For a while it has looked to me like the shift from “launcher” to “authenticator” was de facto, at least for now, and last week I was thinking that unless this was going to change we should stop calling it “launcher”, I’m pleased were getting into both the what and the how of this because I’ve been wondering about it for ages.
I held back my renaming suggestion, because I wanted a better name than “authenticator” and have not yet come up with one. So, while we ponder the what and how, I suggest we also think about that, although, if it turns out that “authenticator” becomes a largely hidden component it may not matter - so I won’t lose any sleep over it until this becomes clearer.
Don’t Be Evil
One immediate question that may seem superficial (as well, sorry ) is that by using electron, which I acknowledge comes with lots of pros, means using Chrome I think?
Maybe not a big issue, I’m not sure, especially as this is also used to build Signal desktop. Which is why I heard the reservations: some people simply won’t trust Google’s codebase (at least I think that’s the reason for objections).
So I’d like someone to confirm electron implies Chrome, implies Google code, and then for us to consider what potential impact this has on:
a) security risks and ways to ameliorate them, and
b) perception of security, considering that I know of one high profile privacy advocate who won’t use Signal desktop for this reason, and who obviously would have problems with SAFEnetwork if Chrome was a key component. (I know, I know, same issue with SAFE Beaker, so really I should have raised this earlier! )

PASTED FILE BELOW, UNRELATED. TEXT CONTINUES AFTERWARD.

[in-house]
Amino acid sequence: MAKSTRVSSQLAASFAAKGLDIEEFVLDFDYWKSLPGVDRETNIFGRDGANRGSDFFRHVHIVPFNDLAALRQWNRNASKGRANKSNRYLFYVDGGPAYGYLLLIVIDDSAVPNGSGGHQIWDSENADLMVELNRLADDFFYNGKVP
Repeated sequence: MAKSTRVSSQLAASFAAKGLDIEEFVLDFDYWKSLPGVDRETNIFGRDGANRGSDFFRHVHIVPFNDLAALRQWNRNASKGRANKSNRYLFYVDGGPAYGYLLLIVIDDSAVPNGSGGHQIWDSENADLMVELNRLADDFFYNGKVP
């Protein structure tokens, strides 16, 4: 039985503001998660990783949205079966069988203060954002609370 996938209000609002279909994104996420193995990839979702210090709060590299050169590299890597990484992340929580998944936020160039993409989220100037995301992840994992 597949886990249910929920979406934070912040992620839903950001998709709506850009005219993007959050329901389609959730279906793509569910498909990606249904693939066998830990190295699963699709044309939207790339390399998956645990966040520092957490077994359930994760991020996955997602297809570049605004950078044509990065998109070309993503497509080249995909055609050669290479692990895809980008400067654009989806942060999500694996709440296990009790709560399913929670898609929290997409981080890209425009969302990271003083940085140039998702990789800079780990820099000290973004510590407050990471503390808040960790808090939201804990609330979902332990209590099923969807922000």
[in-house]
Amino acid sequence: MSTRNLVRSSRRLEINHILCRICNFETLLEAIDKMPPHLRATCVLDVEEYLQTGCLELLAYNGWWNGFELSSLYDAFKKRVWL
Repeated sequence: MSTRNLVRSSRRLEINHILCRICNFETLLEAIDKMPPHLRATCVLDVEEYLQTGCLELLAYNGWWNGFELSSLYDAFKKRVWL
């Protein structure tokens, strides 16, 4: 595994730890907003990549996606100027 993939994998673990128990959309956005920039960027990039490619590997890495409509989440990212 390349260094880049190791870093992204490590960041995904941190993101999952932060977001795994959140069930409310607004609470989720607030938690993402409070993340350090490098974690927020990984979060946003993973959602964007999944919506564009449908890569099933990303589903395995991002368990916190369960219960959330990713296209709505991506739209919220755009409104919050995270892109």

I don’t know how serious the security implications are, or how widespread any negative perception might be, but it does seem to me a big decision to lock ourselves into before considering this angle.
I think the above is a discussion in itself so I’ve started a topic for replies related to: Security of Electron Based Apps: Launcher, SAFE Beaker & third party
The Pros Have It
The pros seem weighty, and of the two cons only the first seems significant, but I don’t have the understanding to judge that one - I look forward to following the RFC discussion on this!
I’d like further explanation of the scheme, perhaps from different perspectives because I don’t understand this in enough detail to think properly about it yet.
So more detail on the granularity of permissions being considering here (because my underfunding is we’d like a lot more than we have so far), and how these would work from (particularly) user experience perspective, application process, and developer implementation would be helpful.
I could try and make a guess, and then ask questions to fill in blanks, but if someone has a vision of these perspectives and is willing to try writing any of them out, it might speed things up.
It does sound like s good way to go and I’m excited we’re getting to this, and taking the time to work out a good solution from various perspectives. Thank you MaidSafe and Francis.
I’m also wondering if I missed something:
We are currently comparing two approaches and we haven’t agreed on one of them yet.
What are the two approaches? I’m reading the OP as one thing rather than two, but perhaps I understand even less than I thought
EDIT: I almost forgot, does this mean apps would be linking to the core libraries, and if so how do we preserve the none GPL option for developers who wish it?